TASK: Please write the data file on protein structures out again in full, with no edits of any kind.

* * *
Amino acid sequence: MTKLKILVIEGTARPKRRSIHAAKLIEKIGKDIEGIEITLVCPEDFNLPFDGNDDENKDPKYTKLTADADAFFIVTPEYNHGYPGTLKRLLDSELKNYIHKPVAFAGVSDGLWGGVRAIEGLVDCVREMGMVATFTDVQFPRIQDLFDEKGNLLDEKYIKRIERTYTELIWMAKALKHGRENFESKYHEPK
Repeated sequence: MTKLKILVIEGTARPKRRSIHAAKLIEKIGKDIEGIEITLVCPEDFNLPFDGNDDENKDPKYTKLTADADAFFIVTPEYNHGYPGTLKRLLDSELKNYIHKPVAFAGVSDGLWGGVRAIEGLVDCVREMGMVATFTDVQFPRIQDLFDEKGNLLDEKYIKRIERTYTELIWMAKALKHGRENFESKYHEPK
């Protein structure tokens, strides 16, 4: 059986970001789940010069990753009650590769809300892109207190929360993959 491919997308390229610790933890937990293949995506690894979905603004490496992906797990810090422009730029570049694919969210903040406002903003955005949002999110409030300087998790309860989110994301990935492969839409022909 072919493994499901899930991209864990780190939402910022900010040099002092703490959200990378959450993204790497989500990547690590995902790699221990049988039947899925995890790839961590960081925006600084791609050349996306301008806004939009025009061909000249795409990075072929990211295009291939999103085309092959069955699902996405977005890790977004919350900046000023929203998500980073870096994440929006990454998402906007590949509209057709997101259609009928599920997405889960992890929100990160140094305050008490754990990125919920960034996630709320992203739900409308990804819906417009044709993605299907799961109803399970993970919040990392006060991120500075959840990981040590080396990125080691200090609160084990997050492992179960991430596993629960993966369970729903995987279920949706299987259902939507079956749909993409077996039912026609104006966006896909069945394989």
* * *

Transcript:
Amino acid sequence: MTKLKILVIEGTARPKRRSIHAAKLIEKIGKDIEGIEITLVCPEDFNLPFDGNDDENKDPKYTKLTADADAFFIVTPEYNHGYPGTLKRLLDSELKNYIHKPVAFAGVSDGLWGGVRAIEGLVDCVREMGMVATFTDVQFPRIQDLFDEKGNLLDEKYIKRIERTYTELIWMAKALKHGRENFESKYHEPK
Repeated sequence: MTKLKILVIEGTARPKRRSIHAAKLIEKIGKDIEGIEITLVCPEDFNLPFDGNDDENKDPKYTKLTADADAFFIVTPEYNHGYPGTLKRLLDSELKNYIHKPVAFAGVSDGLWGGVRAIEGLVDCVREMGMVATFTDVQFPRIQDLFDEKGNLLDEKYIKRIERTYTELIWMAKALKHGRENFESKYHEPK
């Protein structure tokens, strides 16, 4: 059986970001789940010069990753009650590769809300892109207190929360993959 491919997308390229610790933890937990293949995506690894979905603004490496992906797990810090422009730029570049694919969210903040406002903003955005949002999110409030300087998790309860989110994301990935492969839409022909 072919493994499901899930991209864990780190939402910022900010040099002092703490959200990378959450993204790497989500990547690590995902790699221990049988039947899925995890790839961590960081925006600084791609050349996306301008806004939009025009061909000249795409990075072929990211295009291939999103085309092959069955699902996405977005890790977004919350900046000023929203998500980073870096994440929006990454998402906007590949509209057709997101259609009928599920997405889960992890929100990160140094305050008490754990990125919920960034996630709320992203739900409308990804819906417009044709993605299907799961109803399970993970919040990392006060991120500075959840990981040590080396990125080691200090609160084990997050492992179960991430596993629960993966369970729903995987279920949706299987259902939507079956749909993409077996039912026609104006966006896909069945394989």